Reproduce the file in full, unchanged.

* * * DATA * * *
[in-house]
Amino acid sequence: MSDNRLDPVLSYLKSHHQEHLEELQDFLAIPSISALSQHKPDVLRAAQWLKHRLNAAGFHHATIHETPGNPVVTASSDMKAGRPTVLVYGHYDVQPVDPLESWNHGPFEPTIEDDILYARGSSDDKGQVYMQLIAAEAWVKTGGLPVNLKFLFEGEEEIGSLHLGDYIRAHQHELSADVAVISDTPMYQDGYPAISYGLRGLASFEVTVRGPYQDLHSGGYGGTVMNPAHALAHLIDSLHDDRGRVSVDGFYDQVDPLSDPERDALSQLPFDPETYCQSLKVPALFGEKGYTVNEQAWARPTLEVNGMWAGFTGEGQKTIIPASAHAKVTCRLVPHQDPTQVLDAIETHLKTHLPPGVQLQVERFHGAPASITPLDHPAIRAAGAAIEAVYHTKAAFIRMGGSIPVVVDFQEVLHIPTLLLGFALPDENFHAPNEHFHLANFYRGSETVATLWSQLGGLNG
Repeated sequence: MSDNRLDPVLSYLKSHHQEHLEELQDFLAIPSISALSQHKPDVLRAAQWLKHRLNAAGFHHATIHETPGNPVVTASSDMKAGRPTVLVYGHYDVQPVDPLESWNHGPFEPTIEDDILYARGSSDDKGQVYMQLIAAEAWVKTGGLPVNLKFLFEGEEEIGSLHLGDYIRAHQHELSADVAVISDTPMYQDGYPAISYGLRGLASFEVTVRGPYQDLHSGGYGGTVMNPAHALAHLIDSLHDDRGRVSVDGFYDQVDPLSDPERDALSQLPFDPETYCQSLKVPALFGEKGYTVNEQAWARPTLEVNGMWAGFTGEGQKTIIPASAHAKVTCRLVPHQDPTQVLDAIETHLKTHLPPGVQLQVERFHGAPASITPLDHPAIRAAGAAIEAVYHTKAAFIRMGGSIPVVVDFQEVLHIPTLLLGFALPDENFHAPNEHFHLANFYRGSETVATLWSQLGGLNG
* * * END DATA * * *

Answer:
[in-house]
Amino acid sequence: MSDNRLDPVLSYLKSHHQEHLEELQDFLAIPSISALSQHKPDVLRAAQWLKHRLNAAGFHHATIHETPGNPVVTASSDMKAGRPTVLVYGHYDVQPVDPLESWNHGPFEPTIEDDILYARGSSDDKGQVYMQLIAAEAWVKTGGLPVNLKFLFEGEEEIGSLHLGDYIRAHQHELSADVAVISDTPMYQDGYPAISYGLRGLASFEVTVRGPYQDLHSGGYGGTVMNPAHALAHLIDSLHDDRGRVSVDGFYDQVDPLSDPERDALSQLPFDPETYCQSLKVPALFGEKGYTVNEQAWARPTLEVNGMWAGFTGEGQKTIIPASAHAKVTCRLVPHQDPTQVLDAIETHLKTHLPPGVQLQVERFHGAPASITPLDHPAIRAAGAAIEAVYHTKAAFIRMGGSIPVVVDFQEVLHIPTLLLGFALPDENFHAPNEHFHLANFYRGSETVATLWSQLGGLNG
Repeated sequence: MSDNRLDPVLSYLKSHHQEHLEELQDFLAIPSISALSQHKPDVLRAAQWLKHRLNAAGFHHATIHETPGNPVVTASSDMKAGRPTVLVYGHYDVQPVDPLESWNHGPFEPTIEDDILYARGSSDDKGQVYMQLIAAEAWVKTGGLPVNLKFLFEGEEEIGSLHLGDYIRAHQHELSADVAVISDTPMYQDGYPAISYGLRGLASFEVTVRGPYQDLHSGGYGGTVMNPAHALAHLIDSLHDDRGRVSVDGFYDQVDPLSDPERDALSQLPFDPETYCQSLKVPALFGEKGYTVNEQAWARPTLEVNGMWAGFTGEGQKTIIPASAHAKVTCRLVPHQDPTQVLDAIETHLKTHLPPGVQLQVERFHGAPASITPLDHPAIRAAGAAIEAVYHTKAAFIRMGGSIPVVVDFQEVLHIPTLLLGFALPDENFHAPNEHFHLANFYRGSETVATLWSQLGGLNG